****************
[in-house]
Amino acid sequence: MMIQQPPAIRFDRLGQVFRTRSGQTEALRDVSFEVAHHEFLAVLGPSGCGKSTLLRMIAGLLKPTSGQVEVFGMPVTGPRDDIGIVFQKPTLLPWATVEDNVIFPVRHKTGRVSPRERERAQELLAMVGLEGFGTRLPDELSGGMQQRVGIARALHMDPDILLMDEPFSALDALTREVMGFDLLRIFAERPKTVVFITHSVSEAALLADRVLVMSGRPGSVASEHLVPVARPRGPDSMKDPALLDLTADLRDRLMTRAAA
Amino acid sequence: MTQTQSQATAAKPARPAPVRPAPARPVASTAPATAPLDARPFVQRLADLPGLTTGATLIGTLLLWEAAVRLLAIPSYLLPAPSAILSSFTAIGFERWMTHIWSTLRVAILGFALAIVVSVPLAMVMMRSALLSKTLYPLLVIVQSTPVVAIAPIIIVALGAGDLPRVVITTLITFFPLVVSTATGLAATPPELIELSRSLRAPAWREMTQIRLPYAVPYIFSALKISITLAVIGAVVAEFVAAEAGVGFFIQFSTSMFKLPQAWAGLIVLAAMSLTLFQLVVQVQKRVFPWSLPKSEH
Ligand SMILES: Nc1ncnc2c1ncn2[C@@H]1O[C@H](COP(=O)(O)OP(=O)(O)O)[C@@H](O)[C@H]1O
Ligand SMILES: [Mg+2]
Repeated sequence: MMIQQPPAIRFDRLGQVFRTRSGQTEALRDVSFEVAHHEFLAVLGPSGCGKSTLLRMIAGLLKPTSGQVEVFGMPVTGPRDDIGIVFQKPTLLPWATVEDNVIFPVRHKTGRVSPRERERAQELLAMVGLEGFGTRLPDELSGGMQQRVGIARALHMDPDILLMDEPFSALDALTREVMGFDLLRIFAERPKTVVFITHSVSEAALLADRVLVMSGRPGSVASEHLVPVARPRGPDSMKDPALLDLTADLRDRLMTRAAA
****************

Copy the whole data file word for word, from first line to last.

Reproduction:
[in-house]
Amino acid sequence: MMIQQPPAIRFDRLGQVFRTRSGQTEALRDVSFEVAHHEFLAVLGPSGCGKSTLLRMIAGLLKPTSGQVEVFGMPVTGPRDDIGIVFQKPTLLPWATVEDNVIFPVRHKTGRVSPRERERAQELLAMVGLEGFGTRLPDELSGGMQQRVGIARALHMDPDILLMDEPFSALDALTREVMGFDLLRIFAERPKTVVFITHSVSEAALLADRVLVMSGRPGSVASEHLVPVARPRGPDSMKDPALLDLTADLRDRLMTRAAA
Amino acid sequence: MTQTQSQATAAKPARPAPVRPAPARPVASTAPATAPLDARPFVQRLADLPGLTTGATLIGTLLLWEAAVRLLAIPSYLLPAPSAILSSFTAIGFERWMTHIWSTLRVAILGFALAIVVSVPLAMVMMRSALLSKTLYPLLVIVQSTPVVAIAPIIIVALGAGDLPRVVITTLITFFPLVVSTATGLAATPPELIELSRSLRAPAWREMTQIRLPYAVPYIFSALKISITLAVIGAVVAEFVAAEAGVGFFIQFSTSMFKLPQAWAGLIVLAAMSLTLFQLVVQVQKRVFPWSLPKSEH
Ligand SMILES: Nc1ncnc2c1ncn2[C@@H]1O[C@H](COP(=O)(O)OP(=O)(O)O)[C@@H](O)[C@H]1O
Ligand SMILES: [Mg+2]
Repeated sequence: MMIQQPPAIRFDRLGQVFRTRSGQTEALRDVSFEVAHHEFLAVLGPSGCGKSTLLRMIAGLLKPTSGQVEVFGMPVTGPRDDIGIVFQKPTLLPWATVEDNVIFPVRHKTGRVSPRERERAQELLAMVGLEGFGTRLPDELSGGMQQRVGIARALHMDPDILLMDEPFSALDALTREVMGFDLLRIFAERPKTVVFITHSVSEAALLADRVLVMSGRPGSVASEHLVPVARPRGPDSMKDPALLDLTADLRDRLMTRAAA